When you tell people you’re ‘trying to lose weight’ do you get support or sympathy (or, ‘here we go again’!). What might people think if you said you were focused on getting healthier by changing what you eat and drink long term? You train others how to respond to you by what you say to them. Make sure it’s positive!

When you tell yourself you’ve ‘got to go on a diet’ or ‘got to lose weight’, how much energy juice does that give you?  Not much. “Got” implies no choice for a start. You can feel your feet dragging all the way! Swap ‘got’ for ‘choose’ or ‘commit’ and you’ll be better off.

By the way, I hadn’t let it slip by. That word. “Trying”. Nah.

“Try or try not: it’s no matter” Yoda.

How much commitment and resolve surrounds ‘trying’. Not a lot. If you’re not committed to better health then don’t set yourself up for failure. Wait until you’re emotionally ready then go with all you have!

How we talk to ourselves and others is far more powerful than we realize!

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14 Replies to “Diet: A Four Letter Word”

  1. I’m literally the exact opposite, I never struggle to lose weight, I struggle to gain weight, and it’s always a challenge for me to remember to eat as much as possible each day. It’s a bit different for people like me who want to bulk up and who are training regularly in the gym. Ideally I should be eating around 5,000 calories a day to gain weight but I rarely get in that much. That’s like 6 meals a day!

    I think exercise is more important than diet, I mean, obviously the junk food needs to be gone, but you don’t really need such an incredible, strict, specific diet to lose weight. I think it has more to do with exercise, proper exercise, exercise that burns fat and builds muscle.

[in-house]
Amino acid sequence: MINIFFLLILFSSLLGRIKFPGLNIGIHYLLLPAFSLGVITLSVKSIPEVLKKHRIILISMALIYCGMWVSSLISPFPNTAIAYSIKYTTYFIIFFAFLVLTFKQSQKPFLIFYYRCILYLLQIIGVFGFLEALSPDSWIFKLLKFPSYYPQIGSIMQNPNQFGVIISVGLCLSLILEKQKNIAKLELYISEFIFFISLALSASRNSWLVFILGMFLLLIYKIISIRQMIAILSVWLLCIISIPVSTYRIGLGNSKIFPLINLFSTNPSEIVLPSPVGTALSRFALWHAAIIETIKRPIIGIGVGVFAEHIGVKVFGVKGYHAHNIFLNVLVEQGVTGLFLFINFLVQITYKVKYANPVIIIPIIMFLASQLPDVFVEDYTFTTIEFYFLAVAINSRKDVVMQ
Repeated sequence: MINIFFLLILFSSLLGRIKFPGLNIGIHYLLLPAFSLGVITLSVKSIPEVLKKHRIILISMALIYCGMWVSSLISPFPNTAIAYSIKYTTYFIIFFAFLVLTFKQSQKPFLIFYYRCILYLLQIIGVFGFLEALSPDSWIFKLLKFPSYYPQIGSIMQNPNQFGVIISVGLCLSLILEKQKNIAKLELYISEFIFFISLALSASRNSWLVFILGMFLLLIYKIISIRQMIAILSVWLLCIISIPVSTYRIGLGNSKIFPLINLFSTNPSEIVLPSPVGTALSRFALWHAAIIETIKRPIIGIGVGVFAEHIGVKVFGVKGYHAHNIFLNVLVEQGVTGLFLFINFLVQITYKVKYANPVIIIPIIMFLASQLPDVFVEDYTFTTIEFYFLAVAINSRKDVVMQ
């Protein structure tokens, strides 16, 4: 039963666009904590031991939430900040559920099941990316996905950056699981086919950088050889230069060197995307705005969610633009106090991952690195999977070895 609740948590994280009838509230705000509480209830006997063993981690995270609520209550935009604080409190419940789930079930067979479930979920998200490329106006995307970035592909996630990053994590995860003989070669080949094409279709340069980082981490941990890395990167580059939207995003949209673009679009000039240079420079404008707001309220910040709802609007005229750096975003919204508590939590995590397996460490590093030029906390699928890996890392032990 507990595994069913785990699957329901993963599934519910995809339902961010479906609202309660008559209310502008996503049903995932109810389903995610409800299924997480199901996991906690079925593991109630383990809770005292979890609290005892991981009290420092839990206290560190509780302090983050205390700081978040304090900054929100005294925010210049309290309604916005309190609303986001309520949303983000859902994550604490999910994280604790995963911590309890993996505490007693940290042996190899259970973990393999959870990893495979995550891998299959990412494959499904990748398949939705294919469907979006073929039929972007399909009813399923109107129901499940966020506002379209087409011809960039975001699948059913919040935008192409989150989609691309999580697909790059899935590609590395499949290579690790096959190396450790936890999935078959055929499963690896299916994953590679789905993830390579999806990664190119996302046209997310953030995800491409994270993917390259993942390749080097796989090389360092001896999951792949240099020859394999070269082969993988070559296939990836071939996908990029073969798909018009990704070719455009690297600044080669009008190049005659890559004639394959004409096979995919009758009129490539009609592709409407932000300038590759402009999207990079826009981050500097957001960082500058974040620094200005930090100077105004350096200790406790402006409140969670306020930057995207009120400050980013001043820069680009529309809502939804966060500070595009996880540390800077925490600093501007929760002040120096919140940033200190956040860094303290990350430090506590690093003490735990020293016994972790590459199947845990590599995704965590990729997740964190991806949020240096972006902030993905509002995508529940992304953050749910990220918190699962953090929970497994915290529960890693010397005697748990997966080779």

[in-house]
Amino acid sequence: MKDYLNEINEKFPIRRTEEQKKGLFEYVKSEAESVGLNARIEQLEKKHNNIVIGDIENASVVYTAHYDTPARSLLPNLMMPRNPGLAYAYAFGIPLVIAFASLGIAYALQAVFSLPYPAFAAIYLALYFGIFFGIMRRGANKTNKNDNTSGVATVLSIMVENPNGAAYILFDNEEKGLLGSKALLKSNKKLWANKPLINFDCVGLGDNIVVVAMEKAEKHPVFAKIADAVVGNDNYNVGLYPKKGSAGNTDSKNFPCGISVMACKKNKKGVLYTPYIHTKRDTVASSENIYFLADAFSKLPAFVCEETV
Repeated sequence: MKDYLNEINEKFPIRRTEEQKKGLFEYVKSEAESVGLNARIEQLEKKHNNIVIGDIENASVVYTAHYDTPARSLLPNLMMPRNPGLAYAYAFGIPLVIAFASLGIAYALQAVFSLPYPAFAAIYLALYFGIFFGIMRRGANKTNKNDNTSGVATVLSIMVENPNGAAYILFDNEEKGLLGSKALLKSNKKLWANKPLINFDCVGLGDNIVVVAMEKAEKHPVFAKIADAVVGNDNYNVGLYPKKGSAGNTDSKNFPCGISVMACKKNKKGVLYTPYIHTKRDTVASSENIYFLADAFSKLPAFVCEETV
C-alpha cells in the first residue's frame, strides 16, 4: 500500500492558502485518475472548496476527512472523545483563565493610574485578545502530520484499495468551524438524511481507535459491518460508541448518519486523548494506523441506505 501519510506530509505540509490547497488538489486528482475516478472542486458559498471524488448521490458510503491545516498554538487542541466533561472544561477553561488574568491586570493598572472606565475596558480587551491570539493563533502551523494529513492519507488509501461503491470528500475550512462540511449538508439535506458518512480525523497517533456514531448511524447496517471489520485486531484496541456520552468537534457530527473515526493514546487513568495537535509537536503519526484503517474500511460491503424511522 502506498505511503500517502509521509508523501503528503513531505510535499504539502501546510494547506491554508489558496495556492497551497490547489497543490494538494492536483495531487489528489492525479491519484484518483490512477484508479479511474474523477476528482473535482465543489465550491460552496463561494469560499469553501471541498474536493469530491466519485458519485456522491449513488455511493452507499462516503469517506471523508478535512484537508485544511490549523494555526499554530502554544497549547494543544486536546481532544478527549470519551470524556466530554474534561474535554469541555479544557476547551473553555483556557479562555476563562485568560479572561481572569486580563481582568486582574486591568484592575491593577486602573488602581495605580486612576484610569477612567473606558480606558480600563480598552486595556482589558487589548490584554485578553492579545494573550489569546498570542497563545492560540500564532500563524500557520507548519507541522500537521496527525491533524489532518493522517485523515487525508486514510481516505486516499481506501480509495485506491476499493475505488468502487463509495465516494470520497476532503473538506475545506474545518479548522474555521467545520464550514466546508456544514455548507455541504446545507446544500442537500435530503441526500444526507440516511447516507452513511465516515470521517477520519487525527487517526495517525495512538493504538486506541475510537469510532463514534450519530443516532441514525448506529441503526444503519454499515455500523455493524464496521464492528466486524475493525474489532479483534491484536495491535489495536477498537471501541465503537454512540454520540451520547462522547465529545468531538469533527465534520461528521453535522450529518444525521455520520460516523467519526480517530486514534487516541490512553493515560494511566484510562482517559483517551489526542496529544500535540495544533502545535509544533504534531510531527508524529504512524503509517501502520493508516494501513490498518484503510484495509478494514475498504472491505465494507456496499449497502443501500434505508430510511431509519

Anyways, love the article!

    1. Thanks, and an interesting point, Timothy. I agree, gaining weight is a whole other issue. The research certainly supports exercise as a critical element of a healthy lifestyle though it accounts for around 20% of the weight loss equation. Appreciate you weighing in with your view 🙂

  2. I totally agree! Putting the word diet in perspective can make a big difference. I always get annoyed if someone asks me if I’m on a diet just because I eat certain foods or portions. I say not I’m not on a diet because of that negative connotation.

    1. That’s frustrating isn’t it. Time to claim back the meaning of “diet”. 🙂 Other people’s standards don’t need to be ours. Thank you for commenting.

  3. Great ways to look at this subject. Everyone it seems has issues about weight, food, and even loss. In loss there is a grieving that takes place so in essence when you lose weight you need to go through a grieving period.

    Rewording something into a more empowering and positive way is one way to start.

  4. I agree, changing out perspective is so important! I’m thankful that I grew up in a family with a healthy perspective, but my in-laws aren’t the same…

    I’ve never heard of the Israeli Army diet! Googling it now 🙂

    1. If you find it, all I can say is – don’t follow it! Being brought up with a healthy attitude to food and diet is so helpful, Thanks for popping by!

  5. One of the low-carb groups I’m in uses the phrase “way of eating” or woe in stead of diet.
    diet has always just meant to me a way of eating, anyway. Maybe because I was in the medical care field for many years and as a medical term it just means “what you eat” no matter what that looks like.

  6. this is so true. I’ve only every tried to diet a few times, because I’ve always failed miserably. As soon as I chose to diet, I would panic and overeat. Dieting for me equals earrings worse due to the weird physiological mess the word brings me,